Magniloquence the Superheroine
Magniloquence the Superheroine is a romantic comedy in classical comic format bordering on and using the themes of Restoration Comedy or comedy of manners -- a light rather amusing story that ends happily and that deals with contemporary life and manners, often with a satirical slant.
The comic follows the antics and antipathies of Magniloquence the Superheroine and her friends and family. She gets married to another superhero - Kinematic Man - who happily retires from his high pressure job to become her house-husband. We also get to see her best friend, Ampére, and her friend’s on-again off-again boyfriend Six Shooter.
This comedy then is the story of how our superheroines deal with everyday problems in the city of Wonder Falls. The humor in the comic occurs as the romantic relationships collide with the “realities” of the superheroines’ world. It is the juxtaposition of conditions and the logical jumps in thinking that cause the humor. In other words, this comic is about the “oh, yeah, that’s right” or the “I never thought of that” moments.
Once again, the Author has gone out of his way to make non-standard characters of which his wife and daughters could be proud: strong curvy women in charge with male sidekicks, all mixed together with some action and romance.
The superheroines and superheroes are based on the seven virtues: humility, charity, kindness, patience, chastity, temperance, and diligence. The supervillaines and supervillains are based on the seven sins: pride, avarice, envy, wrath, lust, gluttony, and sloth/acedia.
Target audience: T = Teens and up -- for things you would normally see in the afternoon soaps and BBC sit-coms, including comic book action and soapsuds violence, church services and socials, romantic situations such as kissing and cuddling, bedroom activities featuring hair combs and nightgowns and couples under the covers in bed, and last but not least honkeytonk dancing and drinking.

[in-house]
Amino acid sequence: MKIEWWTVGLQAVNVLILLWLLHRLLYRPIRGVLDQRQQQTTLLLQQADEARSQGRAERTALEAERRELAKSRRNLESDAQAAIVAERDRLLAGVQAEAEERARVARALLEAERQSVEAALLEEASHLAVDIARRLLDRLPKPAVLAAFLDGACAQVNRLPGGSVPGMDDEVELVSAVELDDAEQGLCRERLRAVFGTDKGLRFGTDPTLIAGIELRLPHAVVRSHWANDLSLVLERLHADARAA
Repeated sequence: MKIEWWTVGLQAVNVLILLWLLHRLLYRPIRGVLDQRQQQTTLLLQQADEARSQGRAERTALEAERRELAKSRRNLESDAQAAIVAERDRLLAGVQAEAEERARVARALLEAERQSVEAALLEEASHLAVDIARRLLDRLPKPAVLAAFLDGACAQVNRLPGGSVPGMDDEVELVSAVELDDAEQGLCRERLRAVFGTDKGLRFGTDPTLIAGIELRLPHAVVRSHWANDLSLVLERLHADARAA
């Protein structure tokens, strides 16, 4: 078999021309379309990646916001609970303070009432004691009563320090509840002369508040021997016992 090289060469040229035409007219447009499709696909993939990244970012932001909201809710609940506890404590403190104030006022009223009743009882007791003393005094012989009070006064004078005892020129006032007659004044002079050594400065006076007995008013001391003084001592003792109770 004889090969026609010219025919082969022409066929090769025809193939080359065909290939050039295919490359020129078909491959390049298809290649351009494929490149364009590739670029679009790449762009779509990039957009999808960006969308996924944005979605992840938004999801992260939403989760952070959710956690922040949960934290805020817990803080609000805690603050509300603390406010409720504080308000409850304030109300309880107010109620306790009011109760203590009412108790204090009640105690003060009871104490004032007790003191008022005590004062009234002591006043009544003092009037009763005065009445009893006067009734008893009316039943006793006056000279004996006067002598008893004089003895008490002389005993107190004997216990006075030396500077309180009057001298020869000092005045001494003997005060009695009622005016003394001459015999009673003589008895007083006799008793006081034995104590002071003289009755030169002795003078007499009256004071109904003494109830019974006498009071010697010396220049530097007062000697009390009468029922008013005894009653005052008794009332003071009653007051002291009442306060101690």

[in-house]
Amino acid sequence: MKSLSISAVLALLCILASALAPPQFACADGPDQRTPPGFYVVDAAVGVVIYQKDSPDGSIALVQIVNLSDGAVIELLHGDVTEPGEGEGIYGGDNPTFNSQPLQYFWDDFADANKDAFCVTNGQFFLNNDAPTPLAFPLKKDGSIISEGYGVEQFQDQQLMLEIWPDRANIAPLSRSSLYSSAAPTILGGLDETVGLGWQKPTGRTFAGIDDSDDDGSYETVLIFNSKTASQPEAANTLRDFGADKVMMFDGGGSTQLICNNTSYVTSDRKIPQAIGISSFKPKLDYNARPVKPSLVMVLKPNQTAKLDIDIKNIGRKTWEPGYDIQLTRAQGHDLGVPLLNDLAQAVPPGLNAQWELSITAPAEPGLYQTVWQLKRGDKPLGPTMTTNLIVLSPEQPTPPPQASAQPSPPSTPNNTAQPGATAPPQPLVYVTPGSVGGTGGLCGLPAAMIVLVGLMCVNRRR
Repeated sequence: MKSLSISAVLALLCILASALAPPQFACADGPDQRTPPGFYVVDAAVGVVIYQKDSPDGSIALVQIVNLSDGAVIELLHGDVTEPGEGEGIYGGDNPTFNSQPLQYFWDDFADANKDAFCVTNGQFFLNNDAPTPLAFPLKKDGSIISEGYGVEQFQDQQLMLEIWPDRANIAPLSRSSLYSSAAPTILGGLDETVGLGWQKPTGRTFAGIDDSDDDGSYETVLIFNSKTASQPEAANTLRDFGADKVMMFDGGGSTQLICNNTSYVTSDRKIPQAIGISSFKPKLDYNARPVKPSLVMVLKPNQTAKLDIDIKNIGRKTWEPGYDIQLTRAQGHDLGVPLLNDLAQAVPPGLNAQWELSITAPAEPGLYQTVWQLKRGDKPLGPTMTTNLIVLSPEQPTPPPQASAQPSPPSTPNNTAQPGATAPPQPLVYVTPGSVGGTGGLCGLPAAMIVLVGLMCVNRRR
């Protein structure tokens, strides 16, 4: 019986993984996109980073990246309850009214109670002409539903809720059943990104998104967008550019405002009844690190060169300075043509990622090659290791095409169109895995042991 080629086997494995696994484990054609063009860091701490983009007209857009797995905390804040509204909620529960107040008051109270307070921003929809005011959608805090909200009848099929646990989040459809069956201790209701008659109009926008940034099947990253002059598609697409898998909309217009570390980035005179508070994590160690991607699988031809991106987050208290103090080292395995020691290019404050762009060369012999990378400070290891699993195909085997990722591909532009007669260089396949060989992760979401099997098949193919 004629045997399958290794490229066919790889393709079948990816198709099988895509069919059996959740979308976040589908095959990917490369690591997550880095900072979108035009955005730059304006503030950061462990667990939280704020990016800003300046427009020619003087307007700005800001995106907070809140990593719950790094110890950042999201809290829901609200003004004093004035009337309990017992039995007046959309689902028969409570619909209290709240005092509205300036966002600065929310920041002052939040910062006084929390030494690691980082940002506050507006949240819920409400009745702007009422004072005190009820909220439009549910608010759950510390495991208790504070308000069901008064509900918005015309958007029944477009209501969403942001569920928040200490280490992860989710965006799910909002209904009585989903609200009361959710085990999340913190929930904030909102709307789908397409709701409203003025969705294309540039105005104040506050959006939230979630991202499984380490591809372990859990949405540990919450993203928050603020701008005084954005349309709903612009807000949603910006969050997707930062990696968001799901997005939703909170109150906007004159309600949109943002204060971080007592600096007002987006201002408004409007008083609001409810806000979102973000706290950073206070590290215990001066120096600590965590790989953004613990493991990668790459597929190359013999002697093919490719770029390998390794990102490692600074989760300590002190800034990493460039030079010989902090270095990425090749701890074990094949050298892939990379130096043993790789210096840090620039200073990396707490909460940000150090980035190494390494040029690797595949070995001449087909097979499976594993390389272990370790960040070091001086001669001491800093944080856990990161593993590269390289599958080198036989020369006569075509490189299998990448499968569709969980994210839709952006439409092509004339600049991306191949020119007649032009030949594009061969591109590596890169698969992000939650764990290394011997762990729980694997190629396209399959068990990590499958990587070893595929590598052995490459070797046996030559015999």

It is NSFW, 1. due to the fact that it has references to religion [people going to church and doing good deeds], 2. references to crimes [villaines planning heists, property destruction, and various and sundry mayhem], and 3. references to romance and love [kissing, cuddling, bare skin, and bedroom activities]. It also may be objectionable to some due the reversal of gender roles assigned to the characters [women are generally smarter than the men and mostly in charge].
So for young and innocent readers, I offer the following advice: if you don’t understand some of the situations and some of the jokes – skip them and go on to the next comic in the series. Unless, of course, your parents are into education; then ask them about the comic references you don't understand and perhaps they will explain the euphemisms and situations.
For more mature readers who already know more about life and love than I do, don’t hesitate to contact the Author and offer suggestions.
For those of you in between these extremes, sit back and enjoy the ride. Life is about to get bumpy for our heroines.Robert Stradley, the Weekend Artist
© 2013-2019. Magniloquence TM the Superheroine is written and illustrated by Robert Stradley, Characters and elements of Magniloquence are TM and © 2013-2019 Robert Stradley. All rights reserved. Graphic novels are published by Twisted Tail Productions PO box 9778 Wichita Falls, Texas, USA 76308. All names, characters, places, and events are fictitious and are meant to be treated as such. Any resemblance to actual persons past, present, or future is entirely coincidental. Any tongue-in-cheek reference to existing comics is purely intentional and readers are encouraged to ferret them out. If you cannot find any, you need to read more comics. If you can read this, you probably don't need new glasses.